“We can do all of the essential skills training we want, but if there is no relation or connection to the real world, what’s the point,” Chamberlin said.

Aboriginal education executive director Nathan Matthews said he and others involved in First Nations education wait for announcements like this one.

“We look forward to build a stronger base for First Nations to gain the strength needed in First Nations communities,” he said.

Get local stories you won't find anywhere else right to your inbox.
Sign up here

Just Posted

Cariboo North MLA Coralee Oakes shared this photo of the binders and binders of letters and paperwork she’s received on area roads in the past few years. (Submitted photo)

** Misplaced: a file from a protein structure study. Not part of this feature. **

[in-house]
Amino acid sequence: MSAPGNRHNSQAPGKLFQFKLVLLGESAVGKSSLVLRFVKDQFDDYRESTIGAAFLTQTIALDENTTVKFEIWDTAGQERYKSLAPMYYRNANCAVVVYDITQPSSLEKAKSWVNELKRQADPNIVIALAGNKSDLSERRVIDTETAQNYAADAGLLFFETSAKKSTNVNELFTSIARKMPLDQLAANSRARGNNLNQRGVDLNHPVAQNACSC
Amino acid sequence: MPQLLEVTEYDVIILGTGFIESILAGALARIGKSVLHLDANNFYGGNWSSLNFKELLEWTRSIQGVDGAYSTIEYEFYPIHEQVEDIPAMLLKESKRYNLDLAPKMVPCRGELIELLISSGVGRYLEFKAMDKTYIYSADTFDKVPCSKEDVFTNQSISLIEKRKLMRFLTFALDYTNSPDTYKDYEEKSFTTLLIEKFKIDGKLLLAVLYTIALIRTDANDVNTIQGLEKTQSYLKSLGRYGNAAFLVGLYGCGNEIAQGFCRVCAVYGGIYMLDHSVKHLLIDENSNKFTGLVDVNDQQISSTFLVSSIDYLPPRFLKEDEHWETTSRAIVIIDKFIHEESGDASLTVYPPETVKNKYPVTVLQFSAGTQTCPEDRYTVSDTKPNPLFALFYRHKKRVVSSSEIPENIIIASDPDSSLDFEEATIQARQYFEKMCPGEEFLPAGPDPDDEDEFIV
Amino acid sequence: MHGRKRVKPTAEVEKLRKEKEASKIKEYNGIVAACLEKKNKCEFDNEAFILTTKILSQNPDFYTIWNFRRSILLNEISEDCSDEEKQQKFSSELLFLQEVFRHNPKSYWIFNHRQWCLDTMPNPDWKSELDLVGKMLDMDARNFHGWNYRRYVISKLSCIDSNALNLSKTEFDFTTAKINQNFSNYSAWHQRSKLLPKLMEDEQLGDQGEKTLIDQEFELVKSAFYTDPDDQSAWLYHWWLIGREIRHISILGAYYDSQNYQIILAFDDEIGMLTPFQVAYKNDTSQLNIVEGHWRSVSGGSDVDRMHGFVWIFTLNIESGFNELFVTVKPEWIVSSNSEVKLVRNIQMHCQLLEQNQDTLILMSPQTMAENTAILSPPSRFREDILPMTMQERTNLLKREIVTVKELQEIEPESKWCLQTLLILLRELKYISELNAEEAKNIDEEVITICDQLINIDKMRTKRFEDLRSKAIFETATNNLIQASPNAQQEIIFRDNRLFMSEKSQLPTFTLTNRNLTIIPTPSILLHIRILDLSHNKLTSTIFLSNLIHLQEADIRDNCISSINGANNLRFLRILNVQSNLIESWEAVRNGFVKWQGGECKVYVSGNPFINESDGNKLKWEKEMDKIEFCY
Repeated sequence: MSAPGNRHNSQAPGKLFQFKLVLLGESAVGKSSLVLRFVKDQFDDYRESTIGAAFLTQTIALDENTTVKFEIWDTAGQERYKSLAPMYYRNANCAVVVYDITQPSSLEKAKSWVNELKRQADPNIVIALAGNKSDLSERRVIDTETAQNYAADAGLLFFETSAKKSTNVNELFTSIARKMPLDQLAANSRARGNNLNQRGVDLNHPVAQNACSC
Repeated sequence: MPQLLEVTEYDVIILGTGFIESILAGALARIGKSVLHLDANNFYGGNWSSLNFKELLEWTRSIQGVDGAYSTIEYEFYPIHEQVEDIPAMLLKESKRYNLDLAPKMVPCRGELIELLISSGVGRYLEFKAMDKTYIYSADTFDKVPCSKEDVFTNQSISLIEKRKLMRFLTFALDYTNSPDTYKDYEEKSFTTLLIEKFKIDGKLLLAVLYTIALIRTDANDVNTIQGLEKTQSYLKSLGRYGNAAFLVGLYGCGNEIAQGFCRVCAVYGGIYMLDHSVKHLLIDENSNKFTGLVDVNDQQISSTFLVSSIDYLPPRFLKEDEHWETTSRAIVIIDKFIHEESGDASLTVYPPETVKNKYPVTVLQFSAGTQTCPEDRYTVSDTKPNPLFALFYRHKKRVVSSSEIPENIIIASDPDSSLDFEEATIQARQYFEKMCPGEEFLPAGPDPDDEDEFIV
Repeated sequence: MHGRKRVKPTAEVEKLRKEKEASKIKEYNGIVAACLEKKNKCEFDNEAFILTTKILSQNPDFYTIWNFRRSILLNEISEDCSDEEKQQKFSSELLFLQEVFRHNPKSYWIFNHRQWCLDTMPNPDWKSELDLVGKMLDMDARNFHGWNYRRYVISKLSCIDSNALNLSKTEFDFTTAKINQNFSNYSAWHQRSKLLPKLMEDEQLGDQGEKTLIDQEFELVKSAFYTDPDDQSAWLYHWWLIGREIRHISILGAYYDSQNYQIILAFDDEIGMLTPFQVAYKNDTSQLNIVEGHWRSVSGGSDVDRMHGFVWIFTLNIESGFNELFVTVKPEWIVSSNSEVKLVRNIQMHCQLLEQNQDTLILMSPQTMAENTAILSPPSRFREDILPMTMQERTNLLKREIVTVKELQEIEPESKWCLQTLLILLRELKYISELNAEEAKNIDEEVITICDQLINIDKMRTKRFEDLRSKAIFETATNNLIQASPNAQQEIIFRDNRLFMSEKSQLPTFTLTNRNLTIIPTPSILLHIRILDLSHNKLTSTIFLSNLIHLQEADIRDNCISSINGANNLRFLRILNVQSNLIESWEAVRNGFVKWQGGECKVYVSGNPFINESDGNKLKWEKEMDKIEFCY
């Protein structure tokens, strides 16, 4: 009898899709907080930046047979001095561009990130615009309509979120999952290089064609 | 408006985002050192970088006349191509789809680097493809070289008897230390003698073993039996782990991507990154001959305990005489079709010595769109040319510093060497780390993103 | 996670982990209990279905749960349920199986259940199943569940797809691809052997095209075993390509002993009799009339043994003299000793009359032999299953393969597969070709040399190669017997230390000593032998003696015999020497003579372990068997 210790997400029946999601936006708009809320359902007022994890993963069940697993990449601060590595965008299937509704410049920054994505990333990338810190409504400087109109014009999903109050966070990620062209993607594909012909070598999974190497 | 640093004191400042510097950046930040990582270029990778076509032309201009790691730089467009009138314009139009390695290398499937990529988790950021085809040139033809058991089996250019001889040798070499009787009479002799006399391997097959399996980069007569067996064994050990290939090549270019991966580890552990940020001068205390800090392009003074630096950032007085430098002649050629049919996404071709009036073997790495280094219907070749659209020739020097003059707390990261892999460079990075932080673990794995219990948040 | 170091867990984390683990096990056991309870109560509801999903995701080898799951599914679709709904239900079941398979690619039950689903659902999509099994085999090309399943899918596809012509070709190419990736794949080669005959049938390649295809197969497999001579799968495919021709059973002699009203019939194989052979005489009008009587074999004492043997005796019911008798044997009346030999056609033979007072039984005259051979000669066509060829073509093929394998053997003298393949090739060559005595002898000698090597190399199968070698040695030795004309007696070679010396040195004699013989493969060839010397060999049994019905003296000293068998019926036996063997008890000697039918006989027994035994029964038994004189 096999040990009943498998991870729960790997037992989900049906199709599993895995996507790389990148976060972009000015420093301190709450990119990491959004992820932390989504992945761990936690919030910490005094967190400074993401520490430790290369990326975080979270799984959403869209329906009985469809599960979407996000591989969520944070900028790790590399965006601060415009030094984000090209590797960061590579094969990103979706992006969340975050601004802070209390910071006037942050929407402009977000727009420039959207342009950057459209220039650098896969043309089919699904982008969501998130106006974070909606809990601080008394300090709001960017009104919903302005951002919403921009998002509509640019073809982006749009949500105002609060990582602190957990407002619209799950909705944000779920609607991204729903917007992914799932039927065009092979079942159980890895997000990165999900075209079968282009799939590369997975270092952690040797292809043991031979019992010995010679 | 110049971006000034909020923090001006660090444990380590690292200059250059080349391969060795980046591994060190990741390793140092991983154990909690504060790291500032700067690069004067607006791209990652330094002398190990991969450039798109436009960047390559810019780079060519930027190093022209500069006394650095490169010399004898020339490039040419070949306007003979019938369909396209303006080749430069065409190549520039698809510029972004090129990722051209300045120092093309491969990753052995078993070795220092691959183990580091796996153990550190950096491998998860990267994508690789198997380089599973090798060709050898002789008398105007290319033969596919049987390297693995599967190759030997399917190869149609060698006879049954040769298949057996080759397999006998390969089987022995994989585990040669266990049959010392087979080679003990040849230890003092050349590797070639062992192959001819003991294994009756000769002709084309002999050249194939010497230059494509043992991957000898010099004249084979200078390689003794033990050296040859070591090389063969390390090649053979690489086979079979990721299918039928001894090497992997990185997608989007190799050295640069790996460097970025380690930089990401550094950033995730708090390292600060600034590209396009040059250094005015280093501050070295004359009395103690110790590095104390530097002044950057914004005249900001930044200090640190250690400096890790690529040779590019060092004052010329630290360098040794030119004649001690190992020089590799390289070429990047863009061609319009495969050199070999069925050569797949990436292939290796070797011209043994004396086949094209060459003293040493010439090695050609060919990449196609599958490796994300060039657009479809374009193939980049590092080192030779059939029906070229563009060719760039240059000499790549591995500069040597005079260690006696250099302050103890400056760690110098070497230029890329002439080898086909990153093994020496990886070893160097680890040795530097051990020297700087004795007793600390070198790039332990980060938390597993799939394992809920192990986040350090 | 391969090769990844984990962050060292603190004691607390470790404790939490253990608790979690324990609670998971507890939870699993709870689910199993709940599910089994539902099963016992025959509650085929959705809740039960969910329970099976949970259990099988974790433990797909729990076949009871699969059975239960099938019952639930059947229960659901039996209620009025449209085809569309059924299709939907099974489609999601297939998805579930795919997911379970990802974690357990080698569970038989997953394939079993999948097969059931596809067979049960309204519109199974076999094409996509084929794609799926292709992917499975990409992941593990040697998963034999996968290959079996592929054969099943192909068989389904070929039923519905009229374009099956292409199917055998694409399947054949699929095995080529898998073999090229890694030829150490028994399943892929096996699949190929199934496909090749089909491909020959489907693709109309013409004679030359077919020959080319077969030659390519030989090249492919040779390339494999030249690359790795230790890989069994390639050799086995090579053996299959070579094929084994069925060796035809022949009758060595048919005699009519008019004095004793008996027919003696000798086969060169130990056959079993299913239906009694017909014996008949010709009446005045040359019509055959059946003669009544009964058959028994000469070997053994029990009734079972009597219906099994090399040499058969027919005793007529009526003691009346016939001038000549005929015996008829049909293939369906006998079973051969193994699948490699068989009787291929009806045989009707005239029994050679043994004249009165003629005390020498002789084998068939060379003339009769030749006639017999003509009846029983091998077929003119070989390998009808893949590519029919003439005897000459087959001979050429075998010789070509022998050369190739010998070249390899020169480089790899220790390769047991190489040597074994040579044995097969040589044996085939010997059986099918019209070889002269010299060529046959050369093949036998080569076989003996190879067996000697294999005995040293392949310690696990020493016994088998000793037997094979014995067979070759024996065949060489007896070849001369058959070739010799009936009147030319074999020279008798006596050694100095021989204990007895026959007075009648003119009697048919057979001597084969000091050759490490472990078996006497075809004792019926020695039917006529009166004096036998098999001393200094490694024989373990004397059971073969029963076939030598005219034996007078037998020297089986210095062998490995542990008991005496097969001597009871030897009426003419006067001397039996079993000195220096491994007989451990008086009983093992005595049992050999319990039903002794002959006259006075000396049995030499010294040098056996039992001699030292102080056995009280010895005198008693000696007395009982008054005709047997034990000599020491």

Cariboo MLAs call on province to fix region’s roads

Minister Rob Fleming said more resources were on the way to the region

Have a letter? Email
LETTER: B.C. mine permitting process needs to change to avoid layoffs

I can’t believe a permit to reopen Gib East Pit has been delayed again.

Second doses of COVID-19 vaccine will be available, as AstraZeneca supply runs low: Interior Health

Province expecting large volumes of Pfizer BioNTech as age-based cohort immunization program ramps up

A medical worker prepares vials of the COVID-19 vaccines, Chinese Sinopharm, left, Sputnik V, center, and Pfizer at a vaccine centre, in the Usce shopping mall in Belgrade, Serbia, Thursday, May 6, 2021. Serbian authorities are looking for incentives for people to boost vaccination that has slowed down in recent weeks amid widespread anti-vaccination and conspiracy theories in the Balkan nation. The government has also promised a payment of around 25 euros to everyone who gets vaccinated by the end of May. (AP Photo/Darko Vojinovic)
38 new COVID-19 cases, more than 335k vaccines administered in Interior Health

Interior Health also to start targeted vaccinations in high transmission neighbourhoods